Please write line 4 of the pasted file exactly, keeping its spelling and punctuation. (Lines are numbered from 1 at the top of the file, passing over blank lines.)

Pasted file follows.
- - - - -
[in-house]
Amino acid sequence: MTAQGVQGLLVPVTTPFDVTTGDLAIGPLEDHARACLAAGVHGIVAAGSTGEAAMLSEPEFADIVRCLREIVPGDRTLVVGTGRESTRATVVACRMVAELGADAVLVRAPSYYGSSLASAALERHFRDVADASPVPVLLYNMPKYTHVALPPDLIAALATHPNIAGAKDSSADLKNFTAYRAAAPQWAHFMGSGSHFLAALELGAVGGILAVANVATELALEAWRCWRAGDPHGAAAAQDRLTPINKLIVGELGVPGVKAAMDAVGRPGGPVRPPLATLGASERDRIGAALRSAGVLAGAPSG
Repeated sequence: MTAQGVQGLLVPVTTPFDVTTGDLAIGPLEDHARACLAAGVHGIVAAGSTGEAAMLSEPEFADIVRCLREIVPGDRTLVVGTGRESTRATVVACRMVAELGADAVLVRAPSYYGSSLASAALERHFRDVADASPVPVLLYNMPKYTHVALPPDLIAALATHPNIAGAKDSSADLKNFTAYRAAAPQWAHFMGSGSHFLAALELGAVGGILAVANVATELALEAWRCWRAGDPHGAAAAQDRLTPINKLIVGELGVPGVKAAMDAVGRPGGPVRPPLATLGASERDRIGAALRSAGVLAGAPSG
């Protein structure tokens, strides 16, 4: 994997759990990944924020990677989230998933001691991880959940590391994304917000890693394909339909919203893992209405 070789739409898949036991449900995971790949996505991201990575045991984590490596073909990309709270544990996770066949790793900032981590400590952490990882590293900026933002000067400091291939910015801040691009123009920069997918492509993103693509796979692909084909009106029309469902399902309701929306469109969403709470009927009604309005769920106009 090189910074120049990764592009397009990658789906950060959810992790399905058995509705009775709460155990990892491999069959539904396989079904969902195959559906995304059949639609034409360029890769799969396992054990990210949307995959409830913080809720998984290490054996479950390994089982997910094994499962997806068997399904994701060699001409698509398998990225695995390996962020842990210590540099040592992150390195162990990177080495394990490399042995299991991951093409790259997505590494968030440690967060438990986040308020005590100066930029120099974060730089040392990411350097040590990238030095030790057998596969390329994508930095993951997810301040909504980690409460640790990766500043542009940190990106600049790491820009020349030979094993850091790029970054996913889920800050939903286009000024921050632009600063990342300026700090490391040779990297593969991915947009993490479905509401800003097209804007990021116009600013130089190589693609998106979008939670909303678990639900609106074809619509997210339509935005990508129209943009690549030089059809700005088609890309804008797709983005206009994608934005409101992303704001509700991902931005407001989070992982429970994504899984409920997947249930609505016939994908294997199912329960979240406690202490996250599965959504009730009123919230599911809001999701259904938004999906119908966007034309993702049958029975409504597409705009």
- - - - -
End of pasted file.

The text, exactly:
């Protein structure tokens, strides 16, 4: 994997759990990944924020990677989230998933001691991880959940590391994304917000890693394909339909919203893992209405 070789739409898949036991449900995971790949996505991201990575045991984590490596073909990309709270544990996770066949790793900032981590400590952490990882590293900026933002000067400091291939910015801040691009123009920069997918492509993103693509796979692909084909009106029309469902399902309701929306469109969403709470009927009604309005769920106009 090189910074120049990764592009397009990658789906950060959810992790399905058995509705009775709460155990990892491999069959539904396989079904969902195959559906995304059949639609034409360029890769799969396992054990990210949307995959409830913080809720998984290490054996479950390994089982997910094994499962997806068997399904994701060699001409698509398998990225695995390996962020842990210590540099040592992150390195162990990177080495394990490399042995299991991951093409790259997505590494968030440690967060438990986040308020005590100066930029120099974060730089040392990411350097040590990238030095030790057998596969390329994508930095993951997810301040909504980690409460640790990766500043542009940190990106600049790491820009020349030979094993850091790029970054996913889920800050939903286009000024921050632009600063990342300026700090490391040779990297593969991915947009993490479905509401800003097209804007990021116009600013130089190589693609998106979008939670909303678990639900609106074809619509997210339509935005990508129209943009690549030089059809700005088609890309804008797709983005206009994608934005409101992303704001509700991902931005407001989070992982429970994504899984409920997947249930609505016939994908294997199912329960979240406690202490996250599965959504009730009123919230599911809001999701259904938004999906119908966007034309993702049958029975409504597409705009």